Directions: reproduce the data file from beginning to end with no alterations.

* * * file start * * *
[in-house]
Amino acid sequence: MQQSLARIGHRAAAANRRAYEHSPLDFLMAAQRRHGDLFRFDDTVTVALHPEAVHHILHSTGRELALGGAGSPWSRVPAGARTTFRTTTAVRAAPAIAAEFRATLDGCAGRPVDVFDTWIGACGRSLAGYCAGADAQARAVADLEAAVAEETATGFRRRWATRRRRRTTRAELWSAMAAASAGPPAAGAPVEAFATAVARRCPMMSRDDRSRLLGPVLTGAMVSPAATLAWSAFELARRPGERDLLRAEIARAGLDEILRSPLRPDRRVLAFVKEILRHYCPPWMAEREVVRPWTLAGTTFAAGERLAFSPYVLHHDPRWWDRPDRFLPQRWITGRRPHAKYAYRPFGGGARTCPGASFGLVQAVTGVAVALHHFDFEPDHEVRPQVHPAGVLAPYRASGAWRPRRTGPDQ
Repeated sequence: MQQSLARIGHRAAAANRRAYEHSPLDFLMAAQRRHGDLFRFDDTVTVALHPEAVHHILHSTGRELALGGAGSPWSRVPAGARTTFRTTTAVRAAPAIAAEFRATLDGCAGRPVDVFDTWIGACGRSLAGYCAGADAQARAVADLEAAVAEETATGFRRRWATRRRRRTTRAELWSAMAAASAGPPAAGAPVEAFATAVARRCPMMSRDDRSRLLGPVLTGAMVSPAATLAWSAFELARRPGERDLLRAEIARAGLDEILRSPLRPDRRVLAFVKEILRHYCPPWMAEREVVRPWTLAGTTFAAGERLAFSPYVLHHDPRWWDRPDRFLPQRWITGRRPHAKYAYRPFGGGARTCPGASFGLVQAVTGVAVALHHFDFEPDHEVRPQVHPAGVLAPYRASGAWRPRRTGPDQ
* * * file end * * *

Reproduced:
[in-house]
Amino acid sequence: MQQSLARIGHRAAAANRRAYEHSPLDFLMAAQRRHGDLFRFDDTVTVALHPEAVHHILHSTGRELALGGAGSPWSRVPAGARTTFRTTTAVRAAPAIAAEFRATLDGCAGRPVDVFDTWIGACGRSLAGYCAGADAQARAVADLEAAVAEETATGFRRRWATRRRRRTTRAELWSAMAAASAGPPAAGAPVEAFATAVARRCPMMSRDDRSRLLGPVLTGAMVSPAATLAWSAFELARRPGERDLLRAEIARAGLDEILRSPLRPDRRVLAFVKEILRHYCPPWMAEREVVRPWTLAGTTFAAGERLAFSPYVLHHDPRWWDRPDRFLPQRWITGRRPHAKYAYRPFGGGARTCPGASFGLVQAVTGVAVALHHFDFEPDHEVRPQVHPAGVLAPYRASGAWRPRRTGPDQ
Repeated sequence: MQQSLARIGHRAAAANRRAYEHSPLDFLMAAQRRHGDLFRFDDTVTVALHPEAVHHILHSTGRELALGGAGSPWSRVPAGARTTFRTTTAVRAAPAIAAEFRATLDGCAGRPVDVFDTWIGACGRSLAGYCAGADAQARAVADLEAAVAEETATGFRRRWATRRRRRTTRAELWSAMAAASAGPPAAGAPVEAFATAVARRCPMMSRDDRSRLLGPVLTGAMVSPAATLAWSAFELARRPGERDLLRAEIARAGLDEILRSPLRPDRRVLAFVKEILRHYCPPWMAEREVVRPWTLAGTTFAAGERLAFSPYVLHHDPRWWDRPDRFLPQRWITGRRPHAKYAYRPFGGGARTCPGASFGLVQAVTGVAVALHHFDFEPDHEVRPQVHPAGVLAPYRASGAWRPRRTGPDQ